Stingray Balloon Used in Slender Percutaneous Coronary Intervention for Chronic Total Occlusion

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Author(s): 

Eugene B. Wu, MRCP, MD1 and Yuji Ikari, MD2

ABSTRACT: Slender chronic total occlusion (CTO) percutaneous coronary intervention (PCI) using 5 Fr radial Ikari catheter is possible in simple CTO cases. We report a case where we initially thought the LAD CTO was short and easy, but we found that the CTO had a considerable amount of calcium and also some tortuosity, making simple wire crossing impossible. We used a Stingray balloon to perform re-entry by tracking the balloon over an Ultimate Bros 3 gram wire using an extension wire. We successfully punctured into true lumen and completed stenting through a slender 5 Fr system. This case demonstrates the beauty of combining the advances in CTO PCI from the East and the West together and also demonstrates the possibility of using the Stingray system in a 5 Fr guiding catheter.

J INVASIVE CARDIOL 2013;25(7):E155-E158

Key words: chronic total occlusion

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The use of 5 Fr transradial percutaneous coronary intervention (PCI) is increasing in our center and it is not unusual to proceed with 5 Fr PCI even in chronic total occlusion (CTO) lesions if the operator judges the CTO to be easy with a high chance of single antegrade wire crossing. We describe a case where the operator (EBW) misjudged a short mid-left anterior descending (LAD) CTO to be “easy” and during 5 Fr CTO PCI found significant tortuosity and calcification within the short-segment CTO. By using the Bridgepoint Stingray balloon (Boston Scientific Corporation) through a slender 5 Fr system, the operator was able to complete the CTO PCI. The stingray system can extend the CTO complexity in 5-Fr compatible CTO PCI.

Case Report. A 58-year-old gardener with a past history of smoking, hypertension, and hyperlipidemia was admitted with chest pain, anterolateral ST depression, and a small troponin leak. Coronary angiography was performed through a 5 Fr right radial approach and showed 90% stenosis in the proximal circumflex artery, 80% stenosis in the distal circumflex, and 100% short-segment CTO in the mid-left anterior descending (LAD) artery (Figure 1). Although the CTO was calcified, it was deemed to be short and therefore a slender PCI approach was taken. 

A 5 Fr Ikari left 3.5 guiding catheter (Terumo Corporation) was used1 to engage the left main. After stenting was performed to the circumflex artery with excellent angiographic results, a Fielder XT wire (Asahi Intecc Co, Ltd) with a Corsair microcatheter  (Asahi Intecc Co, Ltd) was used to approach the CTO. Usually, it is highly desirable to place a contralateral catheter for retrograde injection even when antegrade contrast filling seems adequate, as in this case. As often occurs when antegrade wiring begins, the antegrade collaterals may diminish and retrograde opacification of the distal vessel will allow accurate re-entry into the distal lumen and reduce the risk of extensive subintimal dissection. However, in this case, the operator deemed the CTO to be extremely easy and thus started an antegrade attempt without the use of contralateral injection. After a short while, the XT wire was unable to penetrate into the lesion due to calcification. An Ultimate Bros 3 gram wire (Asahi Intecc Co, Ltd) was used, but it went into the subintimal space distal to the distal cap of the CTO. At this point, the operator realized that there was also a significant bend at the CTO in the LAD and in order to re-enter the true distal lumen, the CTO wire would have to make a large turn. After several minutes of wire manipulation, it was clear that no currently available wire would be able to make this turn. At this point, the placement of a contralateral catheter was considered again, but antegrade injection showed if anything an improvement in antegrade collateral flow. Using the wire position relative to the distal lumen contrast, the operator felt that it was possible to put a Stingray balloon over the wire and puncture in the direction of the contrast and gain re-entry into the true distal lumen.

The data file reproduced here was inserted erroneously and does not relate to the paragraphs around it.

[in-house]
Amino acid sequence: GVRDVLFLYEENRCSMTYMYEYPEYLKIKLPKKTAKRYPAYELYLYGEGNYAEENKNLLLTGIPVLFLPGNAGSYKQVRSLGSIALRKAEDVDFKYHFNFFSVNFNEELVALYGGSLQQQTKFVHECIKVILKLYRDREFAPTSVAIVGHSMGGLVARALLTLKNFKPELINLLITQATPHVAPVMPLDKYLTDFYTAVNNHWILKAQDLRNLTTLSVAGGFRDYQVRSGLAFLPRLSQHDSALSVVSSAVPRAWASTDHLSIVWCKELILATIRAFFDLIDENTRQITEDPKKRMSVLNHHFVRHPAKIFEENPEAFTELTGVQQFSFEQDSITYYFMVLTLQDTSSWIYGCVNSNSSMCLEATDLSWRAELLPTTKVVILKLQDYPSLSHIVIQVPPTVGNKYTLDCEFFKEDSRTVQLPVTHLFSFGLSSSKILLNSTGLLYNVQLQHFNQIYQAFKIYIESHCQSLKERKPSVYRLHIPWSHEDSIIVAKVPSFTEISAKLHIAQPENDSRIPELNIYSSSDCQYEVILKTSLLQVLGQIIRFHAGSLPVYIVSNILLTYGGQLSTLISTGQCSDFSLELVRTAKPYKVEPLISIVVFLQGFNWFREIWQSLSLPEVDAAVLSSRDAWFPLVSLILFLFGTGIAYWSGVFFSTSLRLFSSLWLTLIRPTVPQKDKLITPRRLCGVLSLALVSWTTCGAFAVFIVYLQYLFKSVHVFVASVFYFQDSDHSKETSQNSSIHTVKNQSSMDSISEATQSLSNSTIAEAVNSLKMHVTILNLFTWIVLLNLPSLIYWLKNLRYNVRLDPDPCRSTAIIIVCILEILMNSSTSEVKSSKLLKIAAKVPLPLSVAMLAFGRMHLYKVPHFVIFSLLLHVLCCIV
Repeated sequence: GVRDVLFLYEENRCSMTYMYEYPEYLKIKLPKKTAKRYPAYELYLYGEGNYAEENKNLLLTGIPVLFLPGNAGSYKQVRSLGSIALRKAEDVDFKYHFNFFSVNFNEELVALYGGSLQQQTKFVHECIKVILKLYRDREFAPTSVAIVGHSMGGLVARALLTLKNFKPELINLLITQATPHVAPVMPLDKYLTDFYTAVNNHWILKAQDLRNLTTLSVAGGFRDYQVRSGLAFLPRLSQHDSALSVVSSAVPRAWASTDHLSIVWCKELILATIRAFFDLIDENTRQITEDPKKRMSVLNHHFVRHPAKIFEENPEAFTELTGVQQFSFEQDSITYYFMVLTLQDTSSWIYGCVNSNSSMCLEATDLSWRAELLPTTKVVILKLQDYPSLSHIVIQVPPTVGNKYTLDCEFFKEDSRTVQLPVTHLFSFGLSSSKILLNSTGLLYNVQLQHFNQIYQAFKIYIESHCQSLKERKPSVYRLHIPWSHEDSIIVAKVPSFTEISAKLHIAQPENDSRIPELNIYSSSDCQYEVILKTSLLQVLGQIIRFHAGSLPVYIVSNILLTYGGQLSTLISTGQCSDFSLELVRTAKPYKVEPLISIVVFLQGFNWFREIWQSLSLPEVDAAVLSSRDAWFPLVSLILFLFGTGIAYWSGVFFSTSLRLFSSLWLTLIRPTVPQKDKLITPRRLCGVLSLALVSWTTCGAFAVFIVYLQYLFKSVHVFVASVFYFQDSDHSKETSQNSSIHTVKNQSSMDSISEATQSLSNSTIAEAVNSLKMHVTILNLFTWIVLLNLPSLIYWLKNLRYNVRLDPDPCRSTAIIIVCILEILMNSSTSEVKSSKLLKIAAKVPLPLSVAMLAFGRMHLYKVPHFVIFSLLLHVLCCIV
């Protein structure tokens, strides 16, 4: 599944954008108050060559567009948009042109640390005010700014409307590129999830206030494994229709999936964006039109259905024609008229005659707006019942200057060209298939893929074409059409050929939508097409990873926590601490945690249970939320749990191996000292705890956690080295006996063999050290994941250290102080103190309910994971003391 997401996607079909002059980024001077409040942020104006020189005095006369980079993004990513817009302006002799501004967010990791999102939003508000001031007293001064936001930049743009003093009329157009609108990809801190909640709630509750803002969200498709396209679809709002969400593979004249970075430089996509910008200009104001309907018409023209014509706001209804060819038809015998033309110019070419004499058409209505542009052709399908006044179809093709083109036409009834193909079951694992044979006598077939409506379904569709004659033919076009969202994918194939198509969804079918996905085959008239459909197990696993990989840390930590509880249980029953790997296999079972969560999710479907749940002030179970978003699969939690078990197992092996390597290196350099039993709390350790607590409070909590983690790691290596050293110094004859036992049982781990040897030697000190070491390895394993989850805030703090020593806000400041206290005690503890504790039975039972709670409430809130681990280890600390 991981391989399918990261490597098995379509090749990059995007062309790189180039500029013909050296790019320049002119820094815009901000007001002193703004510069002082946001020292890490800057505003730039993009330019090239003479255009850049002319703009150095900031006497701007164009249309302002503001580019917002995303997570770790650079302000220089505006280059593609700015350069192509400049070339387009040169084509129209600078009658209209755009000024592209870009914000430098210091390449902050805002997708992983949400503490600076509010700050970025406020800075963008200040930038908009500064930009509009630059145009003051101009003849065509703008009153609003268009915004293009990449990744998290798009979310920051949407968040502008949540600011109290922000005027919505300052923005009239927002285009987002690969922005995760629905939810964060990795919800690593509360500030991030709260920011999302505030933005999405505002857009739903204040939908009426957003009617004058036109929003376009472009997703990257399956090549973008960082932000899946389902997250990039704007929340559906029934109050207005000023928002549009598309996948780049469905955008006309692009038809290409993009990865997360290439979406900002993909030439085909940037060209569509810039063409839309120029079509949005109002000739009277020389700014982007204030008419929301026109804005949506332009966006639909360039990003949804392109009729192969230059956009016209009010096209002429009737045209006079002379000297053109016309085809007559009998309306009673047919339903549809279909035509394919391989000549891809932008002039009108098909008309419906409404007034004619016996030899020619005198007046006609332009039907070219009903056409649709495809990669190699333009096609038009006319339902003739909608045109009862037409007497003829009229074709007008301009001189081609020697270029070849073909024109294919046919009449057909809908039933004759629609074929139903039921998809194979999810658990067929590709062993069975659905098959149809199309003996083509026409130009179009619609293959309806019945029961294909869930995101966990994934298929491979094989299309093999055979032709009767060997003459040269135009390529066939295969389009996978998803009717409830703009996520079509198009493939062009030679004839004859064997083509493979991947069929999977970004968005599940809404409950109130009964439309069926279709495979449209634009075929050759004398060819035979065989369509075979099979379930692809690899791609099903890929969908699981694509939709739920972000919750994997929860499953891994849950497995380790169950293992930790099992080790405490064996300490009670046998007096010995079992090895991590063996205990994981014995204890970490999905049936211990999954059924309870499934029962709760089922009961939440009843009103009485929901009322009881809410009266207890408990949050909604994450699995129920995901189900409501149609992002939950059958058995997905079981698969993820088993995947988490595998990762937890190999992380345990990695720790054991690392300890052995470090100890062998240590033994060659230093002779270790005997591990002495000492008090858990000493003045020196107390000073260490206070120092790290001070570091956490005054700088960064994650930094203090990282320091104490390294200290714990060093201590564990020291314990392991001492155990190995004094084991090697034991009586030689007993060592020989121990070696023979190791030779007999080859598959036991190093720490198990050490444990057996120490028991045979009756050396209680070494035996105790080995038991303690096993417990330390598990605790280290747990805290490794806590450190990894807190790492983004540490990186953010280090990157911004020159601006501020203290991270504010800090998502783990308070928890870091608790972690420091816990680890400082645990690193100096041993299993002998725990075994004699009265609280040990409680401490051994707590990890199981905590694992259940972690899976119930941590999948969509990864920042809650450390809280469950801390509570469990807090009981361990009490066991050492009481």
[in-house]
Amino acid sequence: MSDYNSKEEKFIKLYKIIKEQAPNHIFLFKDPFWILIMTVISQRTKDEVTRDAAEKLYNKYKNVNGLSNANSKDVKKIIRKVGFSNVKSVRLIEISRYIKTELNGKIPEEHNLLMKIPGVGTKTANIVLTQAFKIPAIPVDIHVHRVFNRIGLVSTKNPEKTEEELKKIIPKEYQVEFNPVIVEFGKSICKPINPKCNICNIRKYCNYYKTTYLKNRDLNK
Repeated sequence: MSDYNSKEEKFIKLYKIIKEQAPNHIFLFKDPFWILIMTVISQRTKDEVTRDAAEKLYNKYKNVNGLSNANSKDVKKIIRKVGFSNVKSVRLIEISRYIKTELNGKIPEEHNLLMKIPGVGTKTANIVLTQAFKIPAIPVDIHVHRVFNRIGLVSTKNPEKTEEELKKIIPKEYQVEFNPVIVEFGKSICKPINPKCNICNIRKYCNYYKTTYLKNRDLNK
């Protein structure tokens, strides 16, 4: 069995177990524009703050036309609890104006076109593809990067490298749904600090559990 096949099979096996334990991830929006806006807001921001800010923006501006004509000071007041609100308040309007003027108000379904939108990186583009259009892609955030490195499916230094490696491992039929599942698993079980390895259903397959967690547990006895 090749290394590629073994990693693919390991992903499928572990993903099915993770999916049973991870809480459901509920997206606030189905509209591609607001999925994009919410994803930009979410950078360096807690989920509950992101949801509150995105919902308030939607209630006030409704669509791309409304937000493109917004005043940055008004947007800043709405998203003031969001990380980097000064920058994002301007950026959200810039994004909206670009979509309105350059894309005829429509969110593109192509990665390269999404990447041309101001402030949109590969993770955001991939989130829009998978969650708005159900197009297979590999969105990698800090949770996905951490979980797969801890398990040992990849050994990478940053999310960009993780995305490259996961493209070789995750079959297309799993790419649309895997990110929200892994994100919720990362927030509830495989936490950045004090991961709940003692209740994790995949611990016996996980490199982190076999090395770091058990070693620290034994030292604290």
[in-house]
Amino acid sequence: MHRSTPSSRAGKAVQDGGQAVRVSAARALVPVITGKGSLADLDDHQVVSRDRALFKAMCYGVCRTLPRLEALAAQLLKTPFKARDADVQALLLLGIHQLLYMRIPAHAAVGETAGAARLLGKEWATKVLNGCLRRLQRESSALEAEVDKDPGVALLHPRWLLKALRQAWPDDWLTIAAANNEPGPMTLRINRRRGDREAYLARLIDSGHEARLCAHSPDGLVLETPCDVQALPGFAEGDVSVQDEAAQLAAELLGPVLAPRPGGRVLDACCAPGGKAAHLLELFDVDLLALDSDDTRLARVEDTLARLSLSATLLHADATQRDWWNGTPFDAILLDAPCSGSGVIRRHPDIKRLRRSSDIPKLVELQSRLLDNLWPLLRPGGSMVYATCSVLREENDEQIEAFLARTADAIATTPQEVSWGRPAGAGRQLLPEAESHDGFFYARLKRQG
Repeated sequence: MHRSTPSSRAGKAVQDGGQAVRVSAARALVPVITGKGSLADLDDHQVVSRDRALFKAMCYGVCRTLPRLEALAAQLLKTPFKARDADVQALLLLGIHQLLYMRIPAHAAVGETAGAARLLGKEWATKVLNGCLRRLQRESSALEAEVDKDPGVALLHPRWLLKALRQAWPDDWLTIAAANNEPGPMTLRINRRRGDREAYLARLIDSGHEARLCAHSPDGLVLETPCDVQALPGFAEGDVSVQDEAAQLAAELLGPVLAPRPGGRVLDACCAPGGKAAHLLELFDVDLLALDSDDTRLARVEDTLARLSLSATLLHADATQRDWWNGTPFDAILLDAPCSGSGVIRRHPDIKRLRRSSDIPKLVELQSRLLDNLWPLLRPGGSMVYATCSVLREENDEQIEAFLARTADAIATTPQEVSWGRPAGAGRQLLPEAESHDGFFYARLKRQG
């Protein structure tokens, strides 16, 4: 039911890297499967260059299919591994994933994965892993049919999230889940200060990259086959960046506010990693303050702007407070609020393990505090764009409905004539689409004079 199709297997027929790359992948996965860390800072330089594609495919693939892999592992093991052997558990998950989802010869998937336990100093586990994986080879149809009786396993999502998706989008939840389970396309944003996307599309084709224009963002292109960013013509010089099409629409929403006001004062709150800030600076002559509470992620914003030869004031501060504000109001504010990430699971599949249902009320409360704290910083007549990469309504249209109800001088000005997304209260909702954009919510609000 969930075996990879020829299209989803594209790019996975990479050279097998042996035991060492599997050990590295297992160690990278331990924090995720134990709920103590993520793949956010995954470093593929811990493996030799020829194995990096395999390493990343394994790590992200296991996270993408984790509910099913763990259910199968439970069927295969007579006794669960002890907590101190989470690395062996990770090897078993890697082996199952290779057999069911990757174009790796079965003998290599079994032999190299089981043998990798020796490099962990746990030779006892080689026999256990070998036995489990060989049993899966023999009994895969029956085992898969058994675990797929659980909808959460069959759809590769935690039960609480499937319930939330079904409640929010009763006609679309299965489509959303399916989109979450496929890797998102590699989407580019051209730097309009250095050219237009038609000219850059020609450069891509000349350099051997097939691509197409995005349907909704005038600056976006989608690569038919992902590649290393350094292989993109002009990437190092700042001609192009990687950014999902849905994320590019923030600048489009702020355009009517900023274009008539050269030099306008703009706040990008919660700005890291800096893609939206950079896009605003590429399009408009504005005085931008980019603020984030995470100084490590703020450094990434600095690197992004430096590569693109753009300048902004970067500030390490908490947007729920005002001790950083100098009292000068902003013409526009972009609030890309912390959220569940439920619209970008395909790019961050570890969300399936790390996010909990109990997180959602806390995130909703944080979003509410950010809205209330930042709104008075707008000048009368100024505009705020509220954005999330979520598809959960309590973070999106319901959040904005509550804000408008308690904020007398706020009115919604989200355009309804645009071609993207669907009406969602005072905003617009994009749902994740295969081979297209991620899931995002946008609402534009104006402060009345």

Although the Stingray balloon is 6 Fr compatible according to the product manual, the authors of this paper had previously made measurements to the balloon and deemed that it could pass through a 5 Fr Ikari Catheter. Therefore, the Corsair catheter was pushed forward into the calcified CTO to create a space for the Stingray balloon. An extension wire (Asahi Intecc Co, Ltd) was connected to the Ultimate Bros 3 gram wire and the Corsair catheter was removed and exchanged with the Stingray balloon in its place (Figure 2A). The Stingray balloon was deliberately placed at the most proximal part of the distal cap in order to make a re-entry puncture that minimized the subintimal segment. We will discuss the reasons for this in the discussion later. Perhaps due to the smaller size of the subintimal space generated by the Corsair compared to the CrossBoss catheter, or perhaps because of the heavy calcification, the Stingray’s balloon wings did not fill well with contrast. However, from previous angiography, it was clear that the distal true lumen lied underneath the Ultimate Bros 3 wire and slightly toward the septal side of it. Therefore, the Stingray CTO re-entry guidewire (Boston Scientific) was used to puncture inferiorly and a Pilot 150 wire (Abbott Vascular) was used to follow this tract into the distal LAD. After using an extension wire to remove the Stingray balloon, antegrade contrast injection confirmed the wire position (Figure 2B). Since the 5 Fr system only allowed for long wire removal of the over-the-wire Stingray balloon, great care had to be taken not to lose the wire position during backing out of the Stingray balloon or exchanging the Corsair catheter. The Corsair catheter was then passed into the distal LAD and a Rinalto wire (Asahi Intecc Co, Ltd) was placed instead of the Pilot 150. A 2.5 x 15 mm Apex Balloon (Boston Scientific) was used to predilate the lesion and a 3.0 x 38 mm Promus Element stent was placed to cover the CTO lesion. After postdilatation, this produced a marvelous angiographic result (Figure 3).